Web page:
The flags are just warnings. If he likes one outfit more than another, that might be just fine. But if he becomes angry because you didn’t do what he suggested, that’s something different. If she needs help with something, that’s okay. If she often needs help and gives excuses for helping you, that’s not okay. You have to sort these things out. Just don’t ignore them.

So, pray for red flags. When the relationship seems overwhelmingly good, you should be watching even more closely. Believe that you could miss something important. Just like when you realize you are tired while driving. Force yourself to watch and move ahead more carefully.

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Do not kill

It’s Monday Grace!

You shall not murder. Exodus 20:13 (NKJV)

I have always chuckled at an answer Billy Graham’s wife gave an interviewer once. When asked if she had ever considered divorce, she said, “Divorce, no. Murder, but never divorce.”

The basic morality of the sixth commandment seems so obvious that almost no one would suggest we shouldn’t follow it. We cannot imagine a civilized society without it. If people could just eliminate those who annoyed them or stood in their way, without consequence, the world would be a very dangerous (and unpopulated) place.

So, if there is any commandment that is still for the believer this must be it, right? Who would deny that? Well, either the teachers who say the Ten Commandments are not for us have never actually read the list, or they are trying to say something quite different. I suspect that all of them are trying to teach that we are no longer under law. They are just using the wrong words.

We who are beginning to understand grace can look at these commands, even this one, to see the heart of God. So, let’s think it through.

The fact that salvation comes through love, rather than works, must move us to understand that other people are as important to the Lord as we are. There can be no comparisons, no superiority, when we are all dependent on His love. There are no inferior people.

When I teach about narcissism, I have to say that the narcissist can manipulate and abuse, even destroy, another person because he does not see that person as real. He sees others as things for him to use or enjoy or eliminate. This ability comes out of a depersonalization that is the core of narcissism. Other people are not persons to the narcissist.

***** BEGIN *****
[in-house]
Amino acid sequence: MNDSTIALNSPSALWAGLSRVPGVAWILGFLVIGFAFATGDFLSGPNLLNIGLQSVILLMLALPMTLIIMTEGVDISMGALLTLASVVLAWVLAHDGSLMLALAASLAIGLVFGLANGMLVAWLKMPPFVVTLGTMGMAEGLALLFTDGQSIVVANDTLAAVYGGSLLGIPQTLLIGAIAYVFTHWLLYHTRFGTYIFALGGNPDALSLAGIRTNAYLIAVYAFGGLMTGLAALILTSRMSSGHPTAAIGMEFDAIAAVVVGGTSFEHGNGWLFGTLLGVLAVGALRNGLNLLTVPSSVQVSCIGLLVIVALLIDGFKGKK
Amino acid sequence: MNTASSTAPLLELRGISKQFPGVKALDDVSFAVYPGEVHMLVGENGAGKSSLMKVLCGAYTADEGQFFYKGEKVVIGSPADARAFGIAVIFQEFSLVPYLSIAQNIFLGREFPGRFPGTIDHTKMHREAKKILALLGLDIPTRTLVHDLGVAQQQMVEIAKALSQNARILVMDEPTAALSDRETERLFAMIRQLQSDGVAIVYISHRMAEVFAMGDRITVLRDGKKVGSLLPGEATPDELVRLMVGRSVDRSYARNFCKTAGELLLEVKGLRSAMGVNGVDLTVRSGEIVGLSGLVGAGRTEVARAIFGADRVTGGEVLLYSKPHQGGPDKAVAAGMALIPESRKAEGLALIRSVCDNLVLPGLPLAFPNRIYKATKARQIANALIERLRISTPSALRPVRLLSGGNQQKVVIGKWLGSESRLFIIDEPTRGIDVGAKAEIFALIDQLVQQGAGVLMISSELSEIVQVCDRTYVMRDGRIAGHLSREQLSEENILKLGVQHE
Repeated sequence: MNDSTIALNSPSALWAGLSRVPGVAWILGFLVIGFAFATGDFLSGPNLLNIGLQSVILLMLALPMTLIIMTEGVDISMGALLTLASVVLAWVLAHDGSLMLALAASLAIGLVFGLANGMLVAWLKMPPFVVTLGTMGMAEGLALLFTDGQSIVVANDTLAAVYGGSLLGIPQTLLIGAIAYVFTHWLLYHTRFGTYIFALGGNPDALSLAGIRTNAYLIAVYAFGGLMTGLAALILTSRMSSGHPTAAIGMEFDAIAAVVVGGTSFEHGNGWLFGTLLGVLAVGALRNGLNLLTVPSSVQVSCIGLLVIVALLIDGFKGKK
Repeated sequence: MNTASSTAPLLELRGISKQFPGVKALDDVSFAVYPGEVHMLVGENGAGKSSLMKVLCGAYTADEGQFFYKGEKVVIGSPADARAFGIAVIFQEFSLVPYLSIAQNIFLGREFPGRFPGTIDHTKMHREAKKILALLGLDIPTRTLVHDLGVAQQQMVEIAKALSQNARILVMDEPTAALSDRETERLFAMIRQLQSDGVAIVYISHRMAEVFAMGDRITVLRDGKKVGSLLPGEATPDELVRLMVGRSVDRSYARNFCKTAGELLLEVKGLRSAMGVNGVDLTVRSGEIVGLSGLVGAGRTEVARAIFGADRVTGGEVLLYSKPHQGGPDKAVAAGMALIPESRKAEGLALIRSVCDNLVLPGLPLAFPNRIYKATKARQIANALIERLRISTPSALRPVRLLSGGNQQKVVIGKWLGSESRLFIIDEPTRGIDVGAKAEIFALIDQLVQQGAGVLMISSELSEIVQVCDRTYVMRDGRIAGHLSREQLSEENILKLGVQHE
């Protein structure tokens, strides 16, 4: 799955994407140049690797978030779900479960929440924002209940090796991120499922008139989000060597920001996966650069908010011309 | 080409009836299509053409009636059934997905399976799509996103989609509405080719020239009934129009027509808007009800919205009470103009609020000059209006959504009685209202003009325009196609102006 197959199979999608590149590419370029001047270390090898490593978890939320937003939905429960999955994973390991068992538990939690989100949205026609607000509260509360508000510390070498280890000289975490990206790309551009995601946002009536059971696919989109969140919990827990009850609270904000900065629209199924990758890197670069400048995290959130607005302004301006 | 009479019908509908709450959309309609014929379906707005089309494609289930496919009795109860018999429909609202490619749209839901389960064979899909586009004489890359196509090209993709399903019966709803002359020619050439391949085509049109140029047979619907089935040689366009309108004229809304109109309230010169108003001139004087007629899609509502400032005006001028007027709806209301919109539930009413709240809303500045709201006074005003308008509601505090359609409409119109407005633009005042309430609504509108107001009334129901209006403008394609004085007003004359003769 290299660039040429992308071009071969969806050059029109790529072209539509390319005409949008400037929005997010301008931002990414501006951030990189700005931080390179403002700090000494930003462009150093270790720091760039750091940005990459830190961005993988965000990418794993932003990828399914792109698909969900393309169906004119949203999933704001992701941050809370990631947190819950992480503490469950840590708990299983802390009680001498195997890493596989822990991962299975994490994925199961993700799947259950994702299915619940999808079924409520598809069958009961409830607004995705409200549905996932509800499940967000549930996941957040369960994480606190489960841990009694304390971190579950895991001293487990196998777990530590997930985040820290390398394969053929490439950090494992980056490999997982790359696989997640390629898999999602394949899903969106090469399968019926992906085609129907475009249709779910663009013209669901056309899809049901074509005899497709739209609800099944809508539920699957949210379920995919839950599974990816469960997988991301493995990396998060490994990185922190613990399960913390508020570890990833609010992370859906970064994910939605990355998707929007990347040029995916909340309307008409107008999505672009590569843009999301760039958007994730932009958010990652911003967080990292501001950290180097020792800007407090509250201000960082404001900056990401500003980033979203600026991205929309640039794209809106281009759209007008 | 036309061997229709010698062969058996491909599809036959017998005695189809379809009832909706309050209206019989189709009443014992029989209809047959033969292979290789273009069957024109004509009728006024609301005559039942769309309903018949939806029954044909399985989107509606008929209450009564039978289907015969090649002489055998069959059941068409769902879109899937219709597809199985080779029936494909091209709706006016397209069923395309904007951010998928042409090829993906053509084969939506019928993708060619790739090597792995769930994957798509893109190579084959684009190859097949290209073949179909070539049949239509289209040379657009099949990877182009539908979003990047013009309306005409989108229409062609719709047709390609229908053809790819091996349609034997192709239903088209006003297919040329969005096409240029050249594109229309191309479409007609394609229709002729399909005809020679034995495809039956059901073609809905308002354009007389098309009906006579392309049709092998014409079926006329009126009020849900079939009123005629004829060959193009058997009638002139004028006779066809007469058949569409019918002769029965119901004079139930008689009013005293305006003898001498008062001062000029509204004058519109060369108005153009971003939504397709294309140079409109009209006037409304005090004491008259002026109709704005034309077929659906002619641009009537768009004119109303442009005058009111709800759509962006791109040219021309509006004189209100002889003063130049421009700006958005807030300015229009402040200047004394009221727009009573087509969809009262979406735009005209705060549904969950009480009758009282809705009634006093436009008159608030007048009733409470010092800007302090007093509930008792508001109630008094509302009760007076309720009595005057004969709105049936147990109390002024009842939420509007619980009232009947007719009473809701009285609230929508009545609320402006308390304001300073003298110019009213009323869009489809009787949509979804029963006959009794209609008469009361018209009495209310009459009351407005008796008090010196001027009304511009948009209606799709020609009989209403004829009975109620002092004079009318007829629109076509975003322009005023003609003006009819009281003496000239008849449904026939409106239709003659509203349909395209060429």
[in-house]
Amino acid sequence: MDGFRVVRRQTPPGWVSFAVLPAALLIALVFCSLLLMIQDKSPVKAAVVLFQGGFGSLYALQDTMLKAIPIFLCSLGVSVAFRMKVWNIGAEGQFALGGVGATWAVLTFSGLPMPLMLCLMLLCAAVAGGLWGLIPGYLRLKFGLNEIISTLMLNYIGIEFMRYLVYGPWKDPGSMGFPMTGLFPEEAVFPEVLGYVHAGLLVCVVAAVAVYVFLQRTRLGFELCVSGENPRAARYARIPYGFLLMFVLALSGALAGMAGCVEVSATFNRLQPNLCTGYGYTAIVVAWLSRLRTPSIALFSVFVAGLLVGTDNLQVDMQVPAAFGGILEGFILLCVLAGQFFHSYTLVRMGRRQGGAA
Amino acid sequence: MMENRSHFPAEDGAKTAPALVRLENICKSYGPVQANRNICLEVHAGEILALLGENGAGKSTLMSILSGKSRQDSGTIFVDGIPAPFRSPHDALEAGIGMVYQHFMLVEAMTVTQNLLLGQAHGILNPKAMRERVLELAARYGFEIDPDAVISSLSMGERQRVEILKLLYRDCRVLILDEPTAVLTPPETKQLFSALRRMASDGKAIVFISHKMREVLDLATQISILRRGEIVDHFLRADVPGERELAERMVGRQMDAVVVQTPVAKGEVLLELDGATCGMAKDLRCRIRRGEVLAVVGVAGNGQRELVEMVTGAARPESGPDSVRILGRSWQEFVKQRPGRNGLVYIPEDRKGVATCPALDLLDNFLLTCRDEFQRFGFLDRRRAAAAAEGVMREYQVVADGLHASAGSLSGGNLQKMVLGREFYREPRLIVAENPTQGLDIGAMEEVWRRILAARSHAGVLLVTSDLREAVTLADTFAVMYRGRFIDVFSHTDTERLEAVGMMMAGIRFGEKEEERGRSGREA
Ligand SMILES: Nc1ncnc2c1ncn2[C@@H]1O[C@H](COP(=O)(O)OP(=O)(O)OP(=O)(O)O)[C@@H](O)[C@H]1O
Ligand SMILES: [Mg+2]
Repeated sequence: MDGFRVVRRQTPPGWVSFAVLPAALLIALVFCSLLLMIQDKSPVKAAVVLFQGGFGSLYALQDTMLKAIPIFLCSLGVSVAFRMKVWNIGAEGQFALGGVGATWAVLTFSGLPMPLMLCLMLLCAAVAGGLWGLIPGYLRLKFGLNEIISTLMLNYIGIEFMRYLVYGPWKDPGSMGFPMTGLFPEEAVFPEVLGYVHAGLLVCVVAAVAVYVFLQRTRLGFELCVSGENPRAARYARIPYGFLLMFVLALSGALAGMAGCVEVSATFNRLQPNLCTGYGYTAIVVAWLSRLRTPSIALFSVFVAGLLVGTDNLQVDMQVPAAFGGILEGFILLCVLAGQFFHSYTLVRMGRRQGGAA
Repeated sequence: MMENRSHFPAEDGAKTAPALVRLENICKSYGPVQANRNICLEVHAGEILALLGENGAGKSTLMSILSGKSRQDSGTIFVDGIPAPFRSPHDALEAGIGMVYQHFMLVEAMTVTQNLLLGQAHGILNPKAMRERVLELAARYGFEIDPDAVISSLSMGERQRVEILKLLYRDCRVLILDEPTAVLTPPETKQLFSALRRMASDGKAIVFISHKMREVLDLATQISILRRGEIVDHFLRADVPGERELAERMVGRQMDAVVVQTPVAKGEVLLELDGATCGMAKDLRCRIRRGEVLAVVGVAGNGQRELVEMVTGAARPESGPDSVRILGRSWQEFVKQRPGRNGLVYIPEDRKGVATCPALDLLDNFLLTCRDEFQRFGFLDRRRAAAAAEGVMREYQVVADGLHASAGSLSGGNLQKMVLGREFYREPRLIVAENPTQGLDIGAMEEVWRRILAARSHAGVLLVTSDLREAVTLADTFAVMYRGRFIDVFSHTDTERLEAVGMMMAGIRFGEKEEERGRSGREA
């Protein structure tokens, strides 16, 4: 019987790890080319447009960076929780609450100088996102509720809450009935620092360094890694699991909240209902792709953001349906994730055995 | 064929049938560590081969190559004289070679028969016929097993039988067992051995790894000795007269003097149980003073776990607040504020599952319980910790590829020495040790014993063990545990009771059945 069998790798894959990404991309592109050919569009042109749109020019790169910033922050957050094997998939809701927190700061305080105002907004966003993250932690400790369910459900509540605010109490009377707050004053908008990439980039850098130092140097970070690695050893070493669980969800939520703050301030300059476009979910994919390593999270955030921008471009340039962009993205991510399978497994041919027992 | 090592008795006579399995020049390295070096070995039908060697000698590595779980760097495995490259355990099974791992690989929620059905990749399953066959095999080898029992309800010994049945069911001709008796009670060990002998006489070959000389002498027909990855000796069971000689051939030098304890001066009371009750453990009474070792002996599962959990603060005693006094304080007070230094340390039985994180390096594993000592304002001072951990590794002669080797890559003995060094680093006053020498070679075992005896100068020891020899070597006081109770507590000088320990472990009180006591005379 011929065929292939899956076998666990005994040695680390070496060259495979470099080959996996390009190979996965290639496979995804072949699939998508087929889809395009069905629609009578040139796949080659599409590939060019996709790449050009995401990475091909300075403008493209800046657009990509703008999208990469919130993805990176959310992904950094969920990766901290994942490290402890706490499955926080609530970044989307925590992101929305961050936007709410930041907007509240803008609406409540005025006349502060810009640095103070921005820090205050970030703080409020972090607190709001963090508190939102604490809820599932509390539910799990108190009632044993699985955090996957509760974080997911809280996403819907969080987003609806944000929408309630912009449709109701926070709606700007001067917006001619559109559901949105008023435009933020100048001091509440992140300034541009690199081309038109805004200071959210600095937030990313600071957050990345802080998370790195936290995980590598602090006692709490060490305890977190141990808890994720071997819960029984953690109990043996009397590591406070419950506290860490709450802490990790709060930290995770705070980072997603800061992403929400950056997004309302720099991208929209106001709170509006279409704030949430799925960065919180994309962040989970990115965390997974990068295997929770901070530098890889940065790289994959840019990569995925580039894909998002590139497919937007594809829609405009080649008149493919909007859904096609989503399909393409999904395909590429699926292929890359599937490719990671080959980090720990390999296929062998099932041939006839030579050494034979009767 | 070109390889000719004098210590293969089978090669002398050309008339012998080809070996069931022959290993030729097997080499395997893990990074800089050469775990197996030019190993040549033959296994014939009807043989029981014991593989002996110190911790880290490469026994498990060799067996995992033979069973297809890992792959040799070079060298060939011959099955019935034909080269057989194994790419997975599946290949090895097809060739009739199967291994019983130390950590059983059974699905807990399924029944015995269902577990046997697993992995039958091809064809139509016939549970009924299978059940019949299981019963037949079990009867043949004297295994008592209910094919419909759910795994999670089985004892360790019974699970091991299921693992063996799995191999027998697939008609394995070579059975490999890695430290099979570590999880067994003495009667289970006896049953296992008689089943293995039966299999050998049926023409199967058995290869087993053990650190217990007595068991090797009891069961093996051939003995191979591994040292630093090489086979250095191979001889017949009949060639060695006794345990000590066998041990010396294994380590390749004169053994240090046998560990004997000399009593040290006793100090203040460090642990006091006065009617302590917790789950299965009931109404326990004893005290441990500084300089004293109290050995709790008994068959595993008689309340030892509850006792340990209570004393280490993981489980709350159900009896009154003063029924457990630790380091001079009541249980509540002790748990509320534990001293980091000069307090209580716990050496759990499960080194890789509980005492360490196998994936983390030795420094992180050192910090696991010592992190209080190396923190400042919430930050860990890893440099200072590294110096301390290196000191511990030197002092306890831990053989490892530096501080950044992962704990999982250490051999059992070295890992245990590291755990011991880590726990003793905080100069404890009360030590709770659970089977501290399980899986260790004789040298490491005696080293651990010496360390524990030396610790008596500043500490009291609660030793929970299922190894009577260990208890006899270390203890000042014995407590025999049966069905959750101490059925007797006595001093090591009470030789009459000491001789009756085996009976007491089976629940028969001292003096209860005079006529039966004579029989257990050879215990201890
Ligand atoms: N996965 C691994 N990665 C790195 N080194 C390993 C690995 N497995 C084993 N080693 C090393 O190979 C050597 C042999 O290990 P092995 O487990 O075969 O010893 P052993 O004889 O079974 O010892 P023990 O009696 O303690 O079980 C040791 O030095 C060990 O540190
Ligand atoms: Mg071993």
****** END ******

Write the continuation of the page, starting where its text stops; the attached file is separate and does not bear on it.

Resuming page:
But narcissism is not of the Lord. The Lord sees each of us. He loves each of us. The most unworthy sinner is loved just as much as the greatest saint. No matter how much I dislike someone, that person is still loved and desired by the Lord. No matter how firmly that person stands against the Lord, they are loved to the end.

And the point of this commandment is that you and I don’t get to decide when that end should be. Only God knows that.

The intent of the command is to remind us that each person belongs—as a person—to the Lord. Other people do not belong to us. The king has a responsibility to care for his people because they belong to the Lord. The slave master is under the authority of God and can never really own the ones in his care. It is this sentiment from the heart of God that led people to overthrow evil rulers and end the evil of slavery.

But some wonder about capital punishment or war or self-defense. The commandment is clearly about murder, but any study of how justice or defense is administered will also reveal the heart of God. All of these should be difficult for the believer. None of them should be taken lightly. The responsibility for ending the life of any person must be done under the authority and through the leading of the Lord—the only One who knows when the end should be. I find even the discussion of this uncomfortable, and I think it is supposed to be.

Jesus valued me enough to go to the cross to provide everything I could not do for myself, and that was everything I needed for life and godliness. If I understand grace, I understand that He values others in the same way. It is not about one person being superior or more deserving. It is about the greatness of God’s love.